clock menu more-arrow no yes mobile

Filed under:

On the Milner Situation

***UPDATE 2***: Aston Villa have issued an official statement regarding the £20million offer from Manchester City. It doesn't quite say "piss off", but close. Looks like no discussions will happen until after the World Cup. Let's all sleep easy tonight, shall we?


***UPDATE***: Sky Sports tells us that City have officially bid for James Milner. Initial bid of 20 million pounds, could be increased to 25 million. The offer is 'on the boardroom table'. Don't freak out. Story here.

According to multiple sources (look! here's one now!) Manchester City have made a bid for the services of James Milner, reportedly in the neighborhood of £20million. This isn't exactly surprising; Milner has been on the radar of quite a few teams since he was shifted to the center and Manchester City can generally be thought to be in the market for any high-profile transfer targets as a virtue of owning their own mint.

Randy Lerner is on record as saying that he expects Milner to remain at Villa and I am more than willing to take him at his word. He's clearly emotionally invested in the club emotionally as well as financially. He is also smart enough to recognize what kind of signal selling one of your team's best players on the heels of a breakout season is likely to send to the fans. Lerner does not speak publicly a great deal, but when he does so he has generally been rather straightforward and tends to avoid generic statements and the cliches generally favored by the owners of major sports teams. I'm generally skeptical of the statements made by the owners of the teams I support, but Randy Lerner has given me no reason to not believe him. I honestly believe he does not plan to move James Milner and I similarly believe that James Milner will be with Aston Villa come August.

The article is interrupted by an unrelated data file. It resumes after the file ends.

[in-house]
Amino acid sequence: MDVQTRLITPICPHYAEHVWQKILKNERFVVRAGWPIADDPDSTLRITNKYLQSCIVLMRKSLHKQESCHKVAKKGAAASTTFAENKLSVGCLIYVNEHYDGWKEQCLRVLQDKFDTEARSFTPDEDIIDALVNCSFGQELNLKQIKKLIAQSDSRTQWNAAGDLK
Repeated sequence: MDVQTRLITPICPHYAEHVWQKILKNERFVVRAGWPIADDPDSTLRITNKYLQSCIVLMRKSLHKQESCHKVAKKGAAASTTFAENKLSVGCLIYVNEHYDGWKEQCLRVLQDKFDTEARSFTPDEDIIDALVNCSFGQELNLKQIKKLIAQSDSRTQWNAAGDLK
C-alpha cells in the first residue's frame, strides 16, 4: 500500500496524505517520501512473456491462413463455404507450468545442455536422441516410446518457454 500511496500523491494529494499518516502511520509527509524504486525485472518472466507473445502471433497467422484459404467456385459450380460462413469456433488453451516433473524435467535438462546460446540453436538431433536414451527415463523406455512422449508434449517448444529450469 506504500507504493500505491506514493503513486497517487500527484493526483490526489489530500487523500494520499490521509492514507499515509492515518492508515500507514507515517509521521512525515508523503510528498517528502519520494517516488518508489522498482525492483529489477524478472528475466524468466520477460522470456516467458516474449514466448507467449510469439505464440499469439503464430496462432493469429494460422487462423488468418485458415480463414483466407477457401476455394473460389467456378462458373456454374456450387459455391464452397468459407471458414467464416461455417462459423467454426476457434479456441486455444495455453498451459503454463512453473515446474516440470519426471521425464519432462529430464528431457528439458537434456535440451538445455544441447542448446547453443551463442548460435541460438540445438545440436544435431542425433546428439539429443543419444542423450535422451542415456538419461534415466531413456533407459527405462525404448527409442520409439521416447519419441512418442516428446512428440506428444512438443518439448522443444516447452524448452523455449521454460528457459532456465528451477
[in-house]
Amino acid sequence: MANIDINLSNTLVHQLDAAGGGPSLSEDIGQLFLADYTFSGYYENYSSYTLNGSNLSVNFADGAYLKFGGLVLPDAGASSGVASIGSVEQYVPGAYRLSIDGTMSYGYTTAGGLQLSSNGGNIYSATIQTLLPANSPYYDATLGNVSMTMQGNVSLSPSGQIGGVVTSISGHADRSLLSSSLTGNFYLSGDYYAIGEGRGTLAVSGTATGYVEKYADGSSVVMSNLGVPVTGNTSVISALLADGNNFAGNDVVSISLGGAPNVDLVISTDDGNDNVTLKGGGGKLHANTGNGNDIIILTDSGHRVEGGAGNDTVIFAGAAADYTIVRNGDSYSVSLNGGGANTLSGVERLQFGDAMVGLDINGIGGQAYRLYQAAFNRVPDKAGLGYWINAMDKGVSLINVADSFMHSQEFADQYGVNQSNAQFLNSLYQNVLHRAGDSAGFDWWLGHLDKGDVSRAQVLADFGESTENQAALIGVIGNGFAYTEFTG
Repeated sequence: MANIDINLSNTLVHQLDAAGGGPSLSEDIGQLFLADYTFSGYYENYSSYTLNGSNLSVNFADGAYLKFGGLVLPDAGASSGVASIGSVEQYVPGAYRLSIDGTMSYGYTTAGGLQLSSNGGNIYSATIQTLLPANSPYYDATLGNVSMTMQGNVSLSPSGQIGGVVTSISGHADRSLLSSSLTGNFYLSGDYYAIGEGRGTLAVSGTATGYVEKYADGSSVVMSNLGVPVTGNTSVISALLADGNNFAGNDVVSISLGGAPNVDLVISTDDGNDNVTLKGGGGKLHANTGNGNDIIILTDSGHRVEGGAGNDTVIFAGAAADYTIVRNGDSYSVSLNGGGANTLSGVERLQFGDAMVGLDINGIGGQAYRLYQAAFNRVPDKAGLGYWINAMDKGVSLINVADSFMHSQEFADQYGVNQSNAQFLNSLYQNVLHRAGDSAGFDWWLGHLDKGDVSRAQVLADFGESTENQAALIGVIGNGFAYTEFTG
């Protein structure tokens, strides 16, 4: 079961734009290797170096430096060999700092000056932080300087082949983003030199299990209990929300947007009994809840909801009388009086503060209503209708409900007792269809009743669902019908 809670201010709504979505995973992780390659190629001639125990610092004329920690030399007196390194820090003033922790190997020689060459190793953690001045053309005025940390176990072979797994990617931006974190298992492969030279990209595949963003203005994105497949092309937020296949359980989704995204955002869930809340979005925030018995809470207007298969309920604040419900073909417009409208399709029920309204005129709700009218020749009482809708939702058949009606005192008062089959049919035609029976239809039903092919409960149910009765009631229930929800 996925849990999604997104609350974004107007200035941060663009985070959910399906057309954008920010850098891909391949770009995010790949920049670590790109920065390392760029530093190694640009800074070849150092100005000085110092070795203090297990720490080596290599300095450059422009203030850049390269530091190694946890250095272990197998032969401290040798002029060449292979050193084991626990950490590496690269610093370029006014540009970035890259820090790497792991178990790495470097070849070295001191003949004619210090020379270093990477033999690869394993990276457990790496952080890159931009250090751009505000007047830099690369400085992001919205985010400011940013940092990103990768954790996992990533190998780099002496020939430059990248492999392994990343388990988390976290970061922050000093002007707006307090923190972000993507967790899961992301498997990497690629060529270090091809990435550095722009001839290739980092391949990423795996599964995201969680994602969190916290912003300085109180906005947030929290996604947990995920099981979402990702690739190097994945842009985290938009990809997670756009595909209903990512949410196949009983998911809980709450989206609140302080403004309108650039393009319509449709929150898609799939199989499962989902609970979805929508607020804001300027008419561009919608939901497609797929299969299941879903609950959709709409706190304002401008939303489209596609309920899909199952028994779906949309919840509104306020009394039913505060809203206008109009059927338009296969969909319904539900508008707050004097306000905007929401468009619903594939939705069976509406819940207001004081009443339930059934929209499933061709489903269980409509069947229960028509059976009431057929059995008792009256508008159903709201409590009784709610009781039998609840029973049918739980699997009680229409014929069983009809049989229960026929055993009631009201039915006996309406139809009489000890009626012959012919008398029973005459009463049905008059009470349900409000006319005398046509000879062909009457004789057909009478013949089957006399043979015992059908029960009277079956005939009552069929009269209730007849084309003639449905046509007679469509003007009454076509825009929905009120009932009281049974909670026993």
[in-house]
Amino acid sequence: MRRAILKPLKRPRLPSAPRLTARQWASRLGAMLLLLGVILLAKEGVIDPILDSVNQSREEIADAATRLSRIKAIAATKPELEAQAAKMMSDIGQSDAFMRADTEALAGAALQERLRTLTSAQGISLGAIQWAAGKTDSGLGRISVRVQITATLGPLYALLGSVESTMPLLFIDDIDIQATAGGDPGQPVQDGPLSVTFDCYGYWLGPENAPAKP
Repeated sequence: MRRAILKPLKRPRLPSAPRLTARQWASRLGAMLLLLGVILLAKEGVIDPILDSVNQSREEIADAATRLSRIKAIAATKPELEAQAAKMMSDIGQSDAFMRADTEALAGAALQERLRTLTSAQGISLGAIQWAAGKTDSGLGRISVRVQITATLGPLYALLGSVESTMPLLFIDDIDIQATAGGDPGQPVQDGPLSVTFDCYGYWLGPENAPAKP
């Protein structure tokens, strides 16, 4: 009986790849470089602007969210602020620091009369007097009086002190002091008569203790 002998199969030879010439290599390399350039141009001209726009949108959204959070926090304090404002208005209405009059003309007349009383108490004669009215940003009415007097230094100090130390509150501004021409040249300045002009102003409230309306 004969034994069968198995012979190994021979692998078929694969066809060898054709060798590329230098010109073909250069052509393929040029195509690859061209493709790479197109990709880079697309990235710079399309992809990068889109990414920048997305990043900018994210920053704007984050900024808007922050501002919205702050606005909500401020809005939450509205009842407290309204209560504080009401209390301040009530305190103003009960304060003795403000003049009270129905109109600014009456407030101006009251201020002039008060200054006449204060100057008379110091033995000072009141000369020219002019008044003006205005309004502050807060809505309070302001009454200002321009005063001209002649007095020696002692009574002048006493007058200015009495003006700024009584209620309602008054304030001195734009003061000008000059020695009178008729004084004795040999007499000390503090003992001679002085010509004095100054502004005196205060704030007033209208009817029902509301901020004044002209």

The reality of the situation, however, is that all players have a finite monetary value to their club. If Milner played for Wigan or Hull City, his ticket out of town would almost certainly be punched by now, as the value of his transfer fee would likely be higher than his value to the club. And while the point at which that would become true for Aston Villa is certainly quite a bit higher, that ceiling does exist. £20million isn’t especially close I wouldn’t think, but that’s certainly just Manchester City’s opening salvo; depending on how serious they are and how the transfer market unfolds, that number could increase, and by a not-insignificant margin.

I will not pretend to know what James Milner's monetary value to Aston Villa is; aside from the value of his services and performance on the pitch important considerations, but the emotional impact of his sale on the fanbase, the transfer cost of players at positions of need, his level of contentedness at Villa, and numerous other factors come into play as well. What I do know is that it is certainly conceivable that James Milner could be sold this off-season and the net value to the club could very well be a positive one.

I absolutely adore James Milner, and this opinion is quite contrary to the one I held about six months ago. He has won me over in every sense, through his talent, his drive, his pace and his promise.  He is my favorite player in the sport and were he to depart it would be exceptionally difficult for me to come to terms with.

With that being said, his presence is nowhere near as important as the success of the club. If James Milner is sold, to Manchester City or any other club, it will be because MON and/or Randy Lerner believe it to be in the best interests of Aston Villa. Should that come to pass I will certainly evaluate that decision based upon its merits, but I will not dismiss out of hand the process that leads to it being made.

I don't want James Milner to leave and I do not believe that he will, but if he does it is evidence of nothing other than a calculated risk on the part of Villa's management. Villa supporters need to stop buying in to the belief that they are a small club destined to be pushed around by the rest of the league; top teams sell top players all the time, and Villa have far too much momentum to cash in the chips now.

It is understandable and indeed admirable to be skeptical of the actions of those in control of the squad, but to be cynical is a waste of energy and emotion. Assuming that the sale of Milner (or, at the risk of being right on the nose, of any player of consequence) equates to a lack of commitment in and of itself is to miss the forest for the trees. Those in control of the club have done nothing to lead the supporters to believe that they are not committed to winning, and this should be kept in mind all summer long.